Amphibious Transport Dock Somerset (LPD 25) Completes Acceptance Trials
Ingalls Industries announced today that the amphibious transport dock
Somerset (LPD 25) returned from successful U.S. Navy acceptance sea
trials on Sept. 20. The company's ninth ship in the San Antonio (LPD
17) class returned to the company's Avondale facility following three
days of at-sea demonstrations and testing.
The 684-foot-long vessel's primary mission is to transport up to 800
Marines, their fighting vehicles and aircraft.
The Ingalls-built amphibious transport dock Somerset (LPD 25) sails
through the Gulf of Mexico during builder's sea trials. Photo by Steve
have now completed successful sea trials on nine LPDs, and each ship
continues to get better than the previous one," said Mike Duthu,
Ingalls' director of the LPD program. "Our shipbuilders, and specifically
the LPD 25 team, did an outstanding job in getting this ship prepared
for this trial."
"Somerset proved herself ready as we demonstrated major systems
onboard the ship," Duthu said. "We have a very active production
line associated with the LPD program, and through our new build strategies,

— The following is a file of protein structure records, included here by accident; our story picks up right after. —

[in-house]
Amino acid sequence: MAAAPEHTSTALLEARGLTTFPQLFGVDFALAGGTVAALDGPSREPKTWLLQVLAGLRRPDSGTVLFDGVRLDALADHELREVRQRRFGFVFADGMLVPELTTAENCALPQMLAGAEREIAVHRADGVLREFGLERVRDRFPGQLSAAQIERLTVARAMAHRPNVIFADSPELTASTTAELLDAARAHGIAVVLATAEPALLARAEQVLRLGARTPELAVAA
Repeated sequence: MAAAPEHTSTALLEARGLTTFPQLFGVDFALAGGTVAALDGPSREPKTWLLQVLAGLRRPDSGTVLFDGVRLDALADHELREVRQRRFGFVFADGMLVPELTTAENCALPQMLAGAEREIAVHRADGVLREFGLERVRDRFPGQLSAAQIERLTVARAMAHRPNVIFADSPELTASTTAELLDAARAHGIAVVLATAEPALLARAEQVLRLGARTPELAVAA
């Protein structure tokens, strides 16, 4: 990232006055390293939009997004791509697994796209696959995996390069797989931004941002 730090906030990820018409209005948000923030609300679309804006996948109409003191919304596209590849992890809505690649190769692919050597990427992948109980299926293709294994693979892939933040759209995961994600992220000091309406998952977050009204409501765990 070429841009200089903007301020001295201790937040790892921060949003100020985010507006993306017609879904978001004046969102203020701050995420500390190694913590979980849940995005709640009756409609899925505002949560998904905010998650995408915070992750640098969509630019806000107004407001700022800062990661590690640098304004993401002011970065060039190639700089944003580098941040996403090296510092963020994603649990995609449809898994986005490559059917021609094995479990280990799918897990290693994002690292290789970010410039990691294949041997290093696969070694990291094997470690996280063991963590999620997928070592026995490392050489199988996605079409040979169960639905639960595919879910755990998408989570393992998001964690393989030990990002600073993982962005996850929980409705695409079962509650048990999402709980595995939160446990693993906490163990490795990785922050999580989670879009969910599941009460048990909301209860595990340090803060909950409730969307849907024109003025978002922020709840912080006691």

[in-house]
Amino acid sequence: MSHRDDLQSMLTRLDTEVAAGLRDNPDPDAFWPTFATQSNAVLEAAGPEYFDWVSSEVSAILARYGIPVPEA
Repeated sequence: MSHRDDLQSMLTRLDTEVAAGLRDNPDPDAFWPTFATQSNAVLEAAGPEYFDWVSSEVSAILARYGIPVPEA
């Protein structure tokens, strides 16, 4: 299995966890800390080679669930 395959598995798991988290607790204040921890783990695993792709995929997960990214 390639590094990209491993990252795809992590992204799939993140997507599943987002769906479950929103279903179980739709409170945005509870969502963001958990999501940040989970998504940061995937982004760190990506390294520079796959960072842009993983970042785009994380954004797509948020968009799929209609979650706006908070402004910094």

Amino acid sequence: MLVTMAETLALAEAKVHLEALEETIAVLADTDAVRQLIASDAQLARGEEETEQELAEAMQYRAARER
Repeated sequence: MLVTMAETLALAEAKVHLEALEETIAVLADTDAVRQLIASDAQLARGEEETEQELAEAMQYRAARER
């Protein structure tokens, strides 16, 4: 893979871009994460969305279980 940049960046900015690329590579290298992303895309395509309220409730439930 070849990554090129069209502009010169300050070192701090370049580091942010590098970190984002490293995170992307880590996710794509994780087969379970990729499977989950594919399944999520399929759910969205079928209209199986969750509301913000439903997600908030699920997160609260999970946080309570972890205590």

more outfitting is taking place earlier in the process, which improves
our efficiency. We will continue this trend on LPD 26 and LPD 27."
The U.S. Navy's Board of Inspection and Survey (INSURV) observed more
than 200 test events performed on the ship by Ingalls' test and trials
team. The team thoroughly tested the ship's systems, including anchor
handling, flight operations, steering, navigation, and ballasting and
de-ballasting the well deck and a full power demonstration.
25 is a great ship, and she performed well for INSURV," said Richard
Schenk, Ingalls' vice president of test and trials. "Once again,
our strong partnership with the Navy/SupShip team worked well during
this acceptance trial. This trial is a credit to the test and trials
team and all the dedicated shipbuilders who played a part in building
Somerset. A 'well done' to everyone associated with this acceptance
Somerset is named to honor the courage of the passengers and crew members
of United Airlines Flight 93, which crashed on Sept. 11, 2001, near
Shanksville in Somerset County, Pa.
The ships are meant to provide the Navy and Marine Corps with modern,
sea-based platforms that are networked and survivable. They have the
capability of transporting and debarking air cushion or conventional
landing craft and expeditionary fighting vehicles, augmented by helicopters
or vertical takeoff and landing aircraft, such as the MV-22 Osprey.
Two other LPDs are also under construction at the Pascagoula shipyard.
John P. Murtha (LPD 26) is slated for completion in 2016, and Portland
(LPD 27) will complete in 2017.
In addition to more than 10,000 Ingalls shipbuilders, there are 650
suppliers from 38 states that support the LPD 17 program. Ingalls spends
approximately $175 million a year with this vital industrial base.